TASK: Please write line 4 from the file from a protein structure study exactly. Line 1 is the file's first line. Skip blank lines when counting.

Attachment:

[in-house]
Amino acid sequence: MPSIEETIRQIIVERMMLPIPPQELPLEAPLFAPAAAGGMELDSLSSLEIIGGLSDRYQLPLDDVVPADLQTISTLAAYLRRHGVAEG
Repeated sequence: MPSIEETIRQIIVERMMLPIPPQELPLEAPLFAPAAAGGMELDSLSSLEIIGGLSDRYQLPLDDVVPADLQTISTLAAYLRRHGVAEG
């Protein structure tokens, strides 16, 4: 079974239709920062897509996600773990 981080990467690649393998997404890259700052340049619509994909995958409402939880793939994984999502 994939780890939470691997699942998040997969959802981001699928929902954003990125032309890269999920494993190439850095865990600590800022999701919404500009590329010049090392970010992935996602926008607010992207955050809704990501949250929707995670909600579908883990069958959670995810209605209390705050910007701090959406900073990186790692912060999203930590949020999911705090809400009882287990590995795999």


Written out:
């Protein structure tokens, strides 16, 4: 079974239709920062897509996600773990 981080990467690649393998997404890259700052340049619509994909995958409402939880793939994984999502 994939780890939470691997699942998040997969959802981001699928929902954003990125032309890269999920494993190439850095865990600590800022999701919404500009590329010049090392970010992935996602926008607010992207955050809704990501949250929707995670909600579908883990069958959670995810209605209390705050910007701090959406900073990186790692912060999203930590949020999911705090809400009882287990590995795999």